My Christmas larder and get ahead tips, part 1


There is little more pleasing than a well stocked larder and fridge.  That feeling of being able to hunker down and settle into the lazy rhythm of the holidays without visiting the shops is always comforting and this year, more than ever, it feels essential.  Whilst I love soup and cold ham with cheese for lunch as much as the next person, I don’t want to feel I am coasting from meal to meal of remnants, bits fished out of the fridge.  There is so much more to be done with leftovers and it’s not often I have both half a cold turkey to hand and the time to enjoy creating dishes out of it.  However, in order to achieve this without teetering on the brink of insanity and panic for ten days, I need to be organised.

Regular readers will know I am super keen on getting ahead, my devotion to planning is well known and much discussed.   Making what I can and putting it in the freezer, stocking up on treats and rustling up presents.   In previous years I have posted plenty of get ahead suggestions and I list below which months to check them out in the archives.  Suffice it to say I will be utilising these tips to get my ready-to-roast potatoes into the freezer this week along with pigs in blankets, stuffing, bread sauce, gravy and cranberry sauce – all of which come to no harm after a couple of weeks languishing in the icy depths.  Moreover, the relief if not smug glow that you will feel on knowing all these dishes are already prepared for the big day is enormous.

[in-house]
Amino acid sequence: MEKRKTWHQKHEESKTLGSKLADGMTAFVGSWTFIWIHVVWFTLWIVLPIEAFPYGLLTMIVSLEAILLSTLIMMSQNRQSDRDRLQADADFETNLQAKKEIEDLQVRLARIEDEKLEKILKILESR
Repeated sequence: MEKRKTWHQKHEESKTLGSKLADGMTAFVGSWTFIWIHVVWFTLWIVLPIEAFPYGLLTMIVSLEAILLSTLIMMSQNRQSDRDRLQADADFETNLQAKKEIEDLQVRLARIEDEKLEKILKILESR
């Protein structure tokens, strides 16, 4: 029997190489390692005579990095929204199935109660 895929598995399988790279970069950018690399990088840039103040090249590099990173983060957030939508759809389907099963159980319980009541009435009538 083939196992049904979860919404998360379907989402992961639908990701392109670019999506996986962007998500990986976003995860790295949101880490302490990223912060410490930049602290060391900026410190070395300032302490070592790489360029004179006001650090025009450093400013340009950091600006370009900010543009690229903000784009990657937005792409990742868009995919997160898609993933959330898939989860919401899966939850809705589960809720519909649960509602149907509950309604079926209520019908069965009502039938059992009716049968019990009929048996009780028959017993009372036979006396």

It is not just Christmas Day that I want to prepare for nor simply the freezer that is your friend this month.  Along with my larder planning and fridge filling I like to list the menus/recipes I have in mind for other days, where vegetables can multi task and of course, delicious ideas for those inevitable leftovers.

For instance, I couldn’t be without my Christmas salad (December 2013) as the perfect accompaniment to cold turkey, goose or ham.  It is full of fresh crunch and vibrant flavour, just the job for palates feeling a little jaded or simply tired of rich winter food.  That it’s made from vegetables that last beautifully – red cabbage, carrots, apples – is a bonus.  However, once I’ve got my mitts on these ingredients I want to know there are other recipes I can use them for.   We always have red cabbage with our Christmas Eve ham so that is the other half of this particular cannonball taken care of, why not try the Firecracker Red Cabbage (November 2013) or the gloriously crisp and tangy Red Cabbage, Radish and Herb Salad (January 2020).  Apples I turn to for an easy Tarte Tatin (January 2019) as a change from the ubiquitous dried fruits as well as cooking until soft to accompany yogurt and Granola (January 2013) or porridge for breakfast.   Carrots are a trusty fall back whether roasted to accompany Turkey, in my Thai-ish salad (November 2015) or New Slaw (May 2016) to accompany those turkey sandwiches and let’s not forget Beetroot and Carrot cake (which can be just carrot if that’s what you have) with lime frosting which is a delicious alternative to those not keen on Christmas cake (everyone I live with).  So, that’s already four ingredients multi-tasking to the max.